This self-portrait of Rembrandt hangs in my office. Why? It’s my constant reminder that connecting with the inner genius inside us all is absolutely paramount in life. Not just to achieve great things in your work, but also to lead a peaceful and fulfilling life. Call it inner genius, the spirit, the universe, the life force, chi, Shakti or God. Call it whatever you want. If you connect with it, and live your life through it, powerful and positive things will happen to you.

The reason I’ve chosen to focus on Rembrandt is that his work actually captured his deep connection with his spirit in his paintings. Meaning, you can literally see it. This is why Rembrandt is thought by many, including me, to be the greatest painter who ever lived. Not because he painted sublimely beautiful works like Raphael, Renoir, Monet and scores of others. No. Rembrandt, working in 17th century Amsterdam, is thought to be the best ever because he depicted the human spirit on canvas better than any artist in history. He was, by all accounts, a simple man whose towering accomplishments resulted from the direct connection he had with his soul.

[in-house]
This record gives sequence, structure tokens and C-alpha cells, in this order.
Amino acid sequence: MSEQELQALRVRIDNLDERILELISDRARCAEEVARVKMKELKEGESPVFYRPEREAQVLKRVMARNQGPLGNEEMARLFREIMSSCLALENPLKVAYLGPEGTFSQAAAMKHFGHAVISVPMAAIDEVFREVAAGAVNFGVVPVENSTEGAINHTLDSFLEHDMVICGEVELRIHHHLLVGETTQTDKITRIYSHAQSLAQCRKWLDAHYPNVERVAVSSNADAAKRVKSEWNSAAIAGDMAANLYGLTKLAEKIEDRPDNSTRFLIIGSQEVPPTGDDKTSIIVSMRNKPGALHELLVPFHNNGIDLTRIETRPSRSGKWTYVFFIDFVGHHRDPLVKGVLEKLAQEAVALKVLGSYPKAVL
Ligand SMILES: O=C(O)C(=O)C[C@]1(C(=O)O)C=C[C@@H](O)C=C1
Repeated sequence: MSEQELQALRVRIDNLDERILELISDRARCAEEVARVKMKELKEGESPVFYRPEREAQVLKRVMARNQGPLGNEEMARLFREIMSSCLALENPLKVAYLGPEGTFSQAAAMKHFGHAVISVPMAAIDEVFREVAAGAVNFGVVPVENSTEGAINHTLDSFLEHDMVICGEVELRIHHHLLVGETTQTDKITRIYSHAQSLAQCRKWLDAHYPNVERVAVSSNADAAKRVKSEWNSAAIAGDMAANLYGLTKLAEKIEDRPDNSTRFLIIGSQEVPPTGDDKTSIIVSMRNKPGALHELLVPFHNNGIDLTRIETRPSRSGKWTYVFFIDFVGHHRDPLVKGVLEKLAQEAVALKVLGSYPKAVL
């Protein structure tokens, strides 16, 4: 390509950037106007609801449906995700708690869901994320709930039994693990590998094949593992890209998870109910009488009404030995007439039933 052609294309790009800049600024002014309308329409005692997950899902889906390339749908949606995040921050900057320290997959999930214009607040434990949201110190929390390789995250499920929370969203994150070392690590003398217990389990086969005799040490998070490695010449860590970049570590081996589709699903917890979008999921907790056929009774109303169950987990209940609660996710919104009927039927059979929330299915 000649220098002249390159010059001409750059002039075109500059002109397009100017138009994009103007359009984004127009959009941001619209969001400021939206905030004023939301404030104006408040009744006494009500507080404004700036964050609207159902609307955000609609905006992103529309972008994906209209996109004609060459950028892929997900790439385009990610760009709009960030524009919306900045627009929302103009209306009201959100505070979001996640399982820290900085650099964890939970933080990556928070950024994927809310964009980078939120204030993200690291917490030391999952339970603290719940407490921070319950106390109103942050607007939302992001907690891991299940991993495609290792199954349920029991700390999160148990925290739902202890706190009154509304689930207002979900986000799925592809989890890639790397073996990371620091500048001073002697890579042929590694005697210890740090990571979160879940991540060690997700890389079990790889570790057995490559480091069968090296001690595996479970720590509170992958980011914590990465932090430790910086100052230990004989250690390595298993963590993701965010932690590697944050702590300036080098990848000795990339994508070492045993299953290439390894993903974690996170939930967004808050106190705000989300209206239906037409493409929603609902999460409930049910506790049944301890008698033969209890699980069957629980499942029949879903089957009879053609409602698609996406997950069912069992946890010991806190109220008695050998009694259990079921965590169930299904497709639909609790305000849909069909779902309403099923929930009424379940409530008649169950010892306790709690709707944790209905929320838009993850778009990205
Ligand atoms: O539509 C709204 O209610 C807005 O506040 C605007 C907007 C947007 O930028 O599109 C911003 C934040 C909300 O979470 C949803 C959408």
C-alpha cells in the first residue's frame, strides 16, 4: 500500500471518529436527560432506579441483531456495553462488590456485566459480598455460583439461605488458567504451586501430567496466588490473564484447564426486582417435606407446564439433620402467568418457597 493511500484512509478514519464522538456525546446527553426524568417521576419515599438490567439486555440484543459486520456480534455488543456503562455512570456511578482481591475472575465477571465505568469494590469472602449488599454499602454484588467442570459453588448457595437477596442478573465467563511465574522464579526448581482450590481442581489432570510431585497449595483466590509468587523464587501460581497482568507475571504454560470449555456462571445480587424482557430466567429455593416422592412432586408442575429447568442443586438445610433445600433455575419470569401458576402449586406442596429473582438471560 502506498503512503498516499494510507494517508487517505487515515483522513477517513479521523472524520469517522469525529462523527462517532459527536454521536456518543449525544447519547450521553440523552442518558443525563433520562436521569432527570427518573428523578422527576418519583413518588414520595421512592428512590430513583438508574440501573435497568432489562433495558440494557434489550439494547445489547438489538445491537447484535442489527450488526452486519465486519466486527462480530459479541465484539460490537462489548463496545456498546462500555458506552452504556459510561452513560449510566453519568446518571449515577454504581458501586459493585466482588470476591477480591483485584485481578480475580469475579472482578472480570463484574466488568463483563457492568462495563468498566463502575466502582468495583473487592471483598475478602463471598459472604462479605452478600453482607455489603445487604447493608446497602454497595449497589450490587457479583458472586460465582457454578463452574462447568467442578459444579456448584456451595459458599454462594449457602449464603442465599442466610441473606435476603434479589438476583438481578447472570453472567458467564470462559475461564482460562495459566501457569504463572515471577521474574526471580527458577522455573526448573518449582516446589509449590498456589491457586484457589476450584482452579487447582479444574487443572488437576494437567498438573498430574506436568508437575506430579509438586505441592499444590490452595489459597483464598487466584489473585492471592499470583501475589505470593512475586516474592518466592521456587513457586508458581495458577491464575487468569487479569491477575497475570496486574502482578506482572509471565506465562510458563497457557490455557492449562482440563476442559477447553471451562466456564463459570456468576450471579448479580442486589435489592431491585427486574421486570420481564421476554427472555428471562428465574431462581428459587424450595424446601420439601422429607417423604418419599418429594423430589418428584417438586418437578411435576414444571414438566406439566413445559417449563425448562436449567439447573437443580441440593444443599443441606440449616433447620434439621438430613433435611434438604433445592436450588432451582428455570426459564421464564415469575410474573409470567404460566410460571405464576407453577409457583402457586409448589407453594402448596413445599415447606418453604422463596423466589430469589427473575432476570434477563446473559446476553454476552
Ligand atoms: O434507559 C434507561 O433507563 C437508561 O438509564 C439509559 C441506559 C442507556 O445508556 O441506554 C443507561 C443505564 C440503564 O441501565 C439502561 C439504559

So first I’ll show you, through three of his paintings, what I mean by Rembrandt capturing the spirit on canvas. Then I’ll recommend a practice that will enhance your ability to connect to your genius within.

A caveat: Trying to express in words Rembrandt’s rendering of the human spirit is not easy. As Vincent van Vogh wrote of his idol, “Rembrandt goes so deep into the mysterious that he says things for which there are no words in any language.” I’ll try…